Abel Cedeno in court earlier this year, with his attorneys Christopher R. Lynn and Robert J. Feldman. | ANDY HUMM
Abel Cedeno, the bullied Bronx gay teen charged with manslaughter in last September’s fatal stabbing of classmate Matthew McCree, is back in court on June 25. Bronx District Attorney Darcel Clark is vigorously prosecuting him, but she is also responsible for prosecuting Kevon Dennis, McCree’s brother, who with co-defendant Jonathan Espinal is charged with armed robbery of witnesses to the classroom incident — allegedly stealing their cellphones at knifepoint, threatening students who saw what happened, and trying to compel them to tell them of Cedeno’s whereabouts.
Clark has not brought charges of witness tampering against Dennis, and in another case where Dennis was accused of threatening Cedeno inside the courthouse after an appearance there by Cedeno her office did not produce an assistant district attorney for a court appearance and the judge threw that case out.
As this issue has heated up, Clark canceled a Bronx brunch with the Stonewall Democrats citing a conflict. Her office says that “when she cancelled the brunch, the DA said she would meet with them at her office. I do not believe they have called to schedule an appointment.”
Bronx gay teen defendant seeks court intervention over threats from dead youth’s brother
The LGBT Caucus of the New York City Council wrote to Clark, calling on her to help secure an order of protection for Cedeno and his family, who say they are being threatened by YGz 800 gang members — including Dennis — loyal to McCree. Cedeno and his family have been living at undisclosed locations due to the threats.
Louna Dennis, McCree’s mother who is suing the city for $25 million for the death of her son, vehemently denies her sons have been gang members but both can be seen in Facebook posts making gang signs.
In a response to the Caucus letter, Clark insisted in an April 26 letter to the councilmembers that she is prosecuting Cedeno “with the utmost integrity, diligence and fairness.” But she wrote that “a judge will determine whether an order of protection is appropriate” and that her office “does not have the authority” to issue one.
Christopher R. Lynn, co-counsel for Cedeno, said, “Her office has the authority to ask for an order of protection and in the past 35 years each and every time I have heard a district attorney request one the judge has agreed without exception.”
Patrice O’Shaughnessy, director of communications for the Bronx DA, wrote in an email on June 19, “We made the application for TOP (Temporary Order of Protection) for Abel Cedeno on May 21. Judge [George R.] Villegas denied the application for a TOP to be granted against Dennis because he didn’t make the threats. He did grant a TOP against codefendant Espinal (the uncle) because he actually made the threats. Tomorrow we will ask to extend the order.”
A query about why no witness tampering charges were filed was not answered. O’Shaughnessy wrote she was still looking into the additional charge against Dennis at the courthouse.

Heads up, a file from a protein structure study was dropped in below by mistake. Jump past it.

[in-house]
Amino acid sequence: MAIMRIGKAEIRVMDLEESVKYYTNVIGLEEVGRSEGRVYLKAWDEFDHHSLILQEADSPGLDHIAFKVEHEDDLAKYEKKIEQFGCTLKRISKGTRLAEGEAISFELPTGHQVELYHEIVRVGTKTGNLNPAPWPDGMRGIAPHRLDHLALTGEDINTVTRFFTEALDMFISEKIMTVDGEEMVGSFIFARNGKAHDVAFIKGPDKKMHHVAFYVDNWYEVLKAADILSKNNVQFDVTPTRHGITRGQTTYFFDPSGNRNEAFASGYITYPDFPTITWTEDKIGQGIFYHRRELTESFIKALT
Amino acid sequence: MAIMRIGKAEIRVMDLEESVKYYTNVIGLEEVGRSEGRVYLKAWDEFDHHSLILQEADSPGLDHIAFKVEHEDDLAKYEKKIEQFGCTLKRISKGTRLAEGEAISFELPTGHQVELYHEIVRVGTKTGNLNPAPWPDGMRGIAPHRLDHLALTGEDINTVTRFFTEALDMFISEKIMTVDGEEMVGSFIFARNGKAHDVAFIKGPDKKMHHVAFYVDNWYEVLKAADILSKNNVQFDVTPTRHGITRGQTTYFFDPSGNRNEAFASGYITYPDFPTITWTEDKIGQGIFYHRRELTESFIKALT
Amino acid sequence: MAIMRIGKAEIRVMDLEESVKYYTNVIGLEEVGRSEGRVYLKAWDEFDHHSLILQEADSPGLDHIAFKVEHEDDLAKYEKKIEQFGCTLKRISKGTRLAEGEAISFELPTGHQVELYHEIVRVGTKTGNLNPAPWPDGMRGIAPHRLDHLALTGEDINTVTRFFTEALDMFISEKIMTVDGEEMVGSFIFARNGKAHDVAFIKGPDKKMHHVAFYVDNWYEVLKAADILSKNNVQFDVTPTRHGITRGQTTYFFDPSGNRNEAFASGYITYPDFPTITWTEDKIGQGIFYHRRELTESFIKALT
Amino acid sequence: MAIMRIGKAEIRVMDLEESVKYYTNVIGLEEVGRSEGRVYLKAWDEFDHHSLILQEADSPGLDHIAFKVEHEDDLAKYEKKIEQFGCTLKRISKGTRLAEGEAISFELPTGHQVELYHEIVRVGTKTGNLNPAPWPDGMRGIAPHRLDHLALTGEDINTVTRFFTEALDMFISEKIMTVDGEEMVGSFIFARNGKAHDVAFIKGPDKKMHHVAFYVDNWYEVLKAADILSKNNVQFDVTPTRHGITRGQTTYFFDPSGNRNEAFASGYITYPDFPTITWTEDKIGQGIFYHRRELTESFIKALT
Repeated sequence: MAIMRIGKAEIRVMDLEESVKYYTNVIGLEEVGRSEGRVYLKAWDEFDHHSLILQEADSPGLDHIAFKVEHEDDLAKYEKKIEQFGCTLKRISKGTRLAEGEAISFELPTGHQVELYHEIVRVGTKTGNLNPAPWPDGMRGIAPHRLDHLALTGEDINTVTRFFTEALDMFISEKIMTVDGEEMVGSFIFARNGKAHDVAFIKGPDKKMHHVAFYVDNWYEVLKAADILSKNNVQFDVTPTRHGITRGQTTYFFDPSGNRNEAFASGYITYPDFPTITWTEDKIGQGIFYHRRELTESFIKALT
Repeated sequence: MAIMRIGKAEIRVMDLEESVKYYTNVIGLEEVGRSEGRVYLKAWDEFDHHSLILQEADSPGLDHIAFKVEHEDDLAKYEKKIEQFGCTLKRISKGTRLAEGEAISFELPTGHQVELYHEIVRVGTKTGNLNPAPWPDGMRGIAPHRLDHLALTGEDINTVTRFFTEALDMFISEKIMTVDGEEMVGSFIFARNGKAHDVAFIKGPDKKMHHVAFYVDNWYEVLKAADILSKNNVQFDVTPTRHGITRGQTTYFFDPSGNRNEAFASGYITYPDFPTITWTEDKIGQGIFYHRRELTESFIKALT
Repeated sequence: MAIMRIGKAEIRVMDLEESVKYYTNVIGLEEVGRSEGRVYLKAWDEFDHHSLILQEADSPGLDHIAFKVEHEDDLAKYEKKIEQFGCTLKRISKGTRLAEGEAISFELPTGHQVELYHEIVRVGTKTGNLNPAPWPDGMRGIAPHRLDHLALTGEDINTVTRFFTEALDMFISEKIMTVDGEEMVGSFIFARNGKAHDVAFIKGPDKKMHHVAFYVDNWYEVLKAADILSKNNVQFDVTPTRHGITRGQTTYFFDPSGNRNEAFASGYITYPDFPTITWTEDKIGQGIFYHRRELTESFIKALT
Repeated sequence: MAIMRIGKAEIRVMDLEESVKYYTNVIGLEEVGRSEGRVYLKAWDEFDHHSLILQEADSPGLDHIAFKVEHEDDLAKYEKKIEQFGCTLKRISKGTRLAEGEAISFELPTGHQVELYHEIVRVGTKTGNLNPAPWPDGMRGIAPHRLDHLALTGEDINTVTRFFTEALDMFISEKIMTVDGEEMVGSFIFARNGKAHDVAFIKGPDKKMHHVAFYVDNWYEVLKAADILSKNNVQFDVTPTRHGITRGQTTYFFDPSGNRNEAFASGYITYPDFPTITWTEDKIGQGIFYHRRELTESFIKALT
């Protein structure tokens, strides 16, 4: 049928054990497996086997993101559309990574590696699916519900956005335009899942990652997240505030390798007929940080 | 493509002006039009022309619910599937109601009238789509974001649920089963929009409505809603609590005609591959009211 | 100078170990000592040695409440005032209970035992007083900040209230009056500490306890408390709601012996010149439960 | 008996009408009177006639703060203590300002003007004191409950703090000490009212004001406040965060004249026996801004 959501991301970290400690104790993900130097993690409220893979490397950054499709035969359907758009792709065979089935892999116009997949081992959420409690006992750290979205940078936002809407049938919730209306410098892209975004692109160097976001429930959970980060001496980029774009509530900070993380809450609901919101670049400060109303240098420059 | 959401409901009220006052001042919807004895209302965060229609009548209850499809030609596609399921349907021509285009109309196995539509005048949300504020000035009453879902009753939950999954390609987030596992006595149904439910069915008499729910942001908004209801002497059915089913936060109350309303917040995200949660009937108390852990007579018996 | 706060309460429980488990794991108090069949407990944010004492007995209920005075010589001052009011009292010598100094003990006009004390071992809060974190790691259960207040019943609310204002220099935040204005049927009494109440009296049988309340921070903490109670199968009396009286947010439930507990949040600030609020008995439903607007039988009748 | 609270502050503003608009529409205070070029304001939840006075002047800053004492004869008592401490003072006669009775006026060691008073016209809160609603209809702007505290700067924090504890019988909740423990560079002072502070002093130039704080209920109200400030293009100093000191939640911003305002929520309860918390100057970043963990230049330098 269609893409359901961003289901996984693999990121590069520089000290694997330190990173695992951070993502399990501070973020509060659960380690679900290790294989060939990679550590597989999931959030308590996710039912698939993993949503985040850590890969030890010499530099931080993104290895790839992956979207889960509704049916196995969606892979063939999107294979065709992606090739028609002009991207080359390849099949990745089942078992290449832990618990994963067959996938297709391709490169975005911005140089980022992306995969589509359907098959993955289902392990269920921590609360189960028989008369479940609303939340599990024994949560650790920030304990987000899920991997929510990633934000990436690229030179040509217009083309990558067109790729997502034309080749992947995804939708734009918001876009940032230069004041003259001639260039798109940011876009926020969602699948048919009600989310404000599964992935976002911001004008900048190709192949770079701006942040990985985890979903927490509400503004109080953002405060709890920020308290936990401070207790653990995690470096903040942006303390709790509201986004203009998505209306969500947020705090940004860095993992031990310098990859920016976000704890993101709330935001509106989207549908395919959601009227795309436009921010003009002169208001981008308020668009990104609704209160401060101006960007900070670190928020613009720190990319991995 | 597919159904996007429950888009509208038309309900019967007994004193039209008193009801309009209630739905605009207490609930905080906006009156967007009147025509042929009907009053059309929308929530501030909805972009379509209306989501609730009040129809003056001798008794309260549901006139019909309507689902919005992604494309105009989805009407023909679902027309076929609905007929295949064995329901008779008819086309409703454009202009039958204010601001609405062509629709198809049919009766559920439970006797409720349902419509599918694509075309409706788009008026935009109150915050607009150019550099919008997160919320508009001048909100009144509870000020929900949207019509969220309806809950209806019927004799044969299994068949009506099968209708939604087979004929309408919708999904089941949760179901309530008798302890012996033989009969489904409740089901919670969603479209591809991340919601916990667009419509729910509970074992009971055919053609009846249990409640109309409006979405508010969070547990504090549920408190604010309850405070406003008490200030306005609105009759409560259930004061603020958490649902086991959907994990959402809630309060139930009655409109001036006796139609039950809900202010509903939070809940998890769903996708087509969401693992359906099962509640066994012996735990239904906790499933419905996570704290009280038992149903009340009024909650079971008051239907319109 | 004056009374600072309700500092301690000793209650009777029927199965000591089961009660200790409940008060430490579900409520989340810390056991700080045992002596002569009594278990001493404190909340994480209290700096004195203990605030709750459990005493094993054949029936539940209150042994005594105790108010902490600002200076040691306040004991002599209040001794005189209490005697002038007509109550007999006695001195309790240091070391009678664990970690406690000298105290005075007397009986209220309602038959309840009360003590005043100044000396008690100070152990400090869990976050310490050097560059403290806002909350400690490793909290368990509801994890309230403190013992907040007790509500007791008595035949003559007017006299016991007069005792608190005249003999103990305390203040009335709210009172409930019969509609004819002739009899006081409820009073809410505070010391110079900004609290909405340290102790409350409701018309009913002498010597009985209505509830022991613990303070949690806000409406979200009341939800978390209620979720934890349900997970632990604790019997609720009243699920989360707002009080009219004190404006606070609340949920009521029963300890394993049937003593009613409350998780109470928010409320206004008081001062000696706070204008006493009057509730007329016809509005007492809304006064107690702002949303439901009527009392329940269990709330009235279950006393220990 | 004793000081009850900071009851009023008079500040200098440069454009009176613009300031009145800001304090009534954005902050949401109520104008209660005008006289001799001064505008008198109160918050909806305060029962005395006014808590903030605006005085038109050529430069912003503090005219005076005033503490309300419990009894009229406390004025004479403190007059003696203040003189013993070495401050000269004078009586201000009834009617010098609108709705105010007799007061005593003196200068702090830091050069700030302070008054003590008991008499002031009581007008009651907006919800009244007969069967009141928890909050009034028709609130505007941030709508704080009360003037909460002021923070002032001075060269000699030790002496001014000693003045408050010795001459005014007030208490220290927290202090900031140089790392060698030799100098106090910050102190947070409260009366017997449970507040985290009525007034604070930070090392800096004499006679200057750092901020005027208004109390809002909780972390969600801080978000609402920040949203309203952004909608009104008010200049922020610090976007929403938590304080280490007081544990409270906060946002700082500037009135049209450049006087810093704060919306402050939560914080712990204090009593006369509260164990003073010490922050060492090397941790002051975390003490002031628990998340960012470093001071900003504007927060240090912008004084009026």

Lynn went to court on June 20 to ask Villegas for the third time to issue an order of protection for Cedeno and his family from Dennis.
Villegas denied that order late Wednesday, claiming he did not have jurisdiction — even though the request was supported by assistant district attorney Theresa Gottlieb.
Lynn’s co-counsel, Robert J. Feldman said, “If anything happens to Abel his blood will be on the hands of this court.”
The judge, while refusing the formal order of protection then ordered everyone to stay away from Abel — an absurd edict if it were to apply to his attorneys.
Prior to Villegas denying the order of protection, Gottlieb told Lynn she had earlier asked for and was denied an order of protection for Cedeno from Dennis, since the summons for the courtroom incident had been dismissed and was sealed. She told Lynn “there’s nothing else we can do unless you want to raise it yourself and make your argument.”
According to Lynn, “She’s correct Kevon was charged with being disorderly and that was dismissed but the court officer, Karen Burns, wrote an affidavit in which she swears Kevon attacked Abel, was stopped, and Kevon stated, ‘I could have gotten him.’”
Lynn said that on May 13 Ariane Laboy, whom Cedeno is charged with assaulting in last September’s classroom melee, posted a direct threat against Cedeno’s life.
Laboy posted on social media, “First nigga wanna violate matt now he coming for dat man. nigga is buggin not bumping lil tjay no moree.” According to Lynn’s experts on gangs, that translates to “Since Matt was killed I’ve been distraught; now I’m gonna kill (bump) the guy who killed Matt.”
Laboy has an order of protection from Cedeno, but Cedeno can’t obtain one for himself or his family from either Laboy or Dennis.
In response to Clark’s letter but prior to learning of the order of protection against Espinal, Councilmember Daniel Dromm, chair of the LGBT Caucus, told Gay City News, “The members of the LGBT Caucus urge the Bronx district attorney to ensure that true justice is served — and not to merely prosecute the case. While we understand the complexities of this case, providing Adel Cedeno with an order of protection seems to be the least the district attorney’s office and the criminal justice system can do to protect the integrity of the process. This seems to be a typical instance of anti-LGBT bullying. Abel’s physical safety should be protected while he awaits justice.”
Lynn said that in court on June 20 Gottlieb greeted and spoke with Kevon Dennis’ mother, Louna. A prosecutor meeting with a family member of a defendant is something Lynn called “unprecedented.”